She told me that her goal was to find more time to read. That life had been busy and so reading had gotten lost. That while she liked it, sometimes, there just wasn’t enough time in the day. That while she liked that book, sometimes, she didn’t bring it home because there wouldn’t be time. That while she knew she should read outside of class, sometimes she just didn’t have the time, after all, there was so much else to do. And she wondered how I read so many books, how I found the time, despite it all. And I only had one answer to give…
I don’t find the time. I make the time. I make the time to read the books so I can speak books with the people in my care. I make the time to read outside of my known, outside of the known of my students so I can bring the stories in that we maybe didn’t even know we needed. I make the time because I see the value, I live the value so that perhaps through our shared dedication, through our conviction, our students who have not (yet) found the value will.
We make the time to find the stories that will light up a new understanding. That will entrance. That will captivate. That will spark, even if only for a moment. That have just entered the world and now need to enter ours.
We make the time because if we don’t then we can tell students to read until we are blue in the face and they will know that we don’t really mean it. After all, how can we say we value it if we don’t give the gift to ourselves?
We make the time so we can speak books, develop a shared language wrapped up in our shared experiences, colored by the rollercoaster tracks of the stories we surround ourselves with.
And we question the books we love to make sure that our love is warranted. And we question the books we dislike to question whether our dislike is misplaced. And we keep an open mind so that all stories, because our kids are our stories, feel safe and valued and accepted no matter the differences we all bring into our community. No matter the sameness we bring into our community.
Because as we all know, or at least we should, the days we have lived will never come back. The moments we have spent will never trigger more. No person in human history has ever found more time. We all live by the same 24 hours, the same 86,400 seconds. We all live by the busy, the to-do and the get-done’s. By the push and pull of a life we say we control and yet at times feel such little control over.
But the time we make.
The time we take.
That’s what matters when we share this community with our students. When we wind ourselves up in stories. When we hand a child a book we loved too. When we hand a child a book we cannot wait to read. When we hold up a new story that has somehow become a part of who we are. When we admit that last night, even though I wanted to, I just didn’t read, because last night I chose to give my time to something else, but tonight! Tonight I will read because I want to. Because I choose to.
So we make the time and we urge our students to do the same. Our colleagues to do the same. Our own kids to do the same. So that this life, one that is already rich with story, becomes a life where quiet moments of great imagination are not the exception but instead the reality we choose to live on our own.
So we read so we can grow so we can share so we can learn.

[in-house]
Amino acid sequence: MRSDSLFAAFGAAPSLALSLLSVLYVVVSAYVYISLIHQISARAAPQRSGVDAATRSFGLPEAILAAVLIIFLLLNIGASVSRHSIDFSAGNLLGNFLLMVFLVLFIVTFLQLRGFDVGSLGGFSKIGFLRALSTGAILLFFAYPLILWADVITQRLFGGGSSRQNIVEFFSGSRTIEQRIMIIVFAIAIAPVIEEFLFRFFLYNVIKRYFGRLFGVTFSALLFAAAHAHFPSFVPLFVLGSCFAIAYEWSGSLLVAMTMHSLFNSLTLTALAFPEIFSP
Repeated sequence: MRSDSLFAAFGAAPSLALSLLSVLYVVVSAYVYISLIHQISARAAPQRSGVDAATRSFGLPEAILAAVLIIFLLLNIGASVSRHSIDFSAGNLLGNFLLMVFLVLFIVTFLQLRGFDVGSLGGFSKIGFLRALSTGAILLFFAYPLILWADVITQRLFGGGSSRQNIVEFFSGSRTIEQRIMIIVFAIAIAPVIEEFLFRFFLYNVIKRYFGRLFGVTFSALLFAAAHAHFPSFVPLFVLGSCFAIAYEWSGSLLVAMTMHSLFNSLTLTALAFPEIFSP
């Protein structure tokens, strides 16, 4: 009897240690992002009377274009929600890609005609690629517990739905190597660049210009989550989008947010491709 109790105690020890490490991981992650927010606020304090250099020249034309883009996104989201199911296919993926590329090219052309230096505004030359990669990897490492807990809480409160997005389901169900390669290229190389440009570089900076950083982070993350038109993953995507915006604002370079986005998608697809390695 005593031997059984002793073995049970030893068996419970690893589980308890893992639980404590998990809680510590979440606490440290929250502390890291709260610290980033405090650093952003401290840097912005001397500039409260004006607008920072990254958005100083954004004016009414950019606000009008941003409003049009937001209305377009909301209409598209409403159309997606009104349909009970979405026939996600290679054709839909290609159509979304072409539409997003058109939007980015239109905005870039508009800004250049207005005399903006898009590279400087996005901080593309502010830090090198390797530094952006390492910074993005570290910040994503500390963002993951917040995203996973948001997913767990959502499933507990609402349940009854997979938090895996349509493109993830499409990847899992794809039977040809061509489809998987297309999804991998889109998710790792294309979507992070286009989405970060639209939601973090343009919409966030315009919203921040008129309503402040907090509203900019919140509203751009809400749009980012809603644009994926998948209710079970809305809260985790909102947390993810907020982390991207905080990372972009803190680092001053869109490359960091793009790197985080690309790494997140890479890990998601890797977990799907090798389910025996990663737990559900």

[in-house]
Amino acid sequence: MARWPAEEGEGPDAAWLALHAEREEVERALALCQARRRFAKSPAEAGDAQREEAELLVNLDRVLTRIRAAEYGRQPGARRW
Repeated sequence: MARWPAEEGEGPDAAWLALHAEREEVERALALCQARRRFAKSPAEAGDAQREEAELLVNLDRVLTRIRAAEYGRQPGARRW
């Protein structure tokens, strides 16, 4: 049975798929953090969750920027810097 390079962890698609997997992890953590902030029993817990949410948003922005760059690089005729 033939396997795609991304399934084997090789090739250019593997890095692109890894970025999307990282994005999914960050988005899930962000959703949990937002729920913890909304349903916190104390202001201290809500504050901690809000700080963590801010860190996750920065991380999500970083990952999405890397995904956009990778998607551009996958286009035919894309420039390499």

And we tell all of our children, even the ones that do not belong to us, that stories are the threads of humanity and so we must take the time to read them. We must take the time to live broader in the ways that only stories can provide us, because that is the reward we can give ourselves day after day. That is the reward we can give others.
If you are wondering where I will be in the coming year or would like to have me speak, please see this page.. If you like what you read here, consider reading my latest book, Passionate Readers – The Art of Reaching and Engaging Every Child. This book focuses on the five keys we can implement into any reading community to strengthen student reading experiences, even within the 45 minute English block. If you are looking for solutions and ideas for how to re-engage all of your students consider reading my very first book Passionate Learners – How to Engage and Empower Your Students.
6 thoughts on “We Make the Time”
Aah Pernille this is the speech I also give to my students. Except the last paragraph, that one I’ll add if I can please.
Thanks its very interesting “we make the time”
I love this – I say I make the time, too, and that I don’t watch much TV. I hear this excuse about so many things in life, people wonder ‘how do you find the time’ for it and I just wonder, ‘how do you NOT find the time?” Life is all about choices.
Pernille- I am an avid follower of your blog and have read your book Passionale Readers. I am a 2nd grade teacher in Oceanside NY. I hear you are at the high school today as a speaker! I wish I could be there to hear you today. K-6 are at a different school. You are the most inspirational educator I prob have ever encountered! Keep doing your brilliant work! Wish they allowed us to have you come to elementary grades as a keynote speaker !
I am very humbled by your words, I hope the words I shared were worth the time of those in attendance, I am sorry our paths did not cross.
So very true. This reminds me so much of one of my favorite reading quotes, which I continue to share with students, 1st through 5th grade, and their parents. It is by Daniel Pennac, from his wonderful book, “Better Than Life” : “Because if you look at it more carefully, no one has the time to read. Children don’t, teenagers don’t, adults don’t. Life is a perpetual plot to keep us from reading……Time spent reading is always time stolen. Like time spent writing, or loving, for that matter. Stolen from what? From life’s obligations.”
Thank you so much for keeping spreading this message. You make a huge difference to so many – students and teachers alike!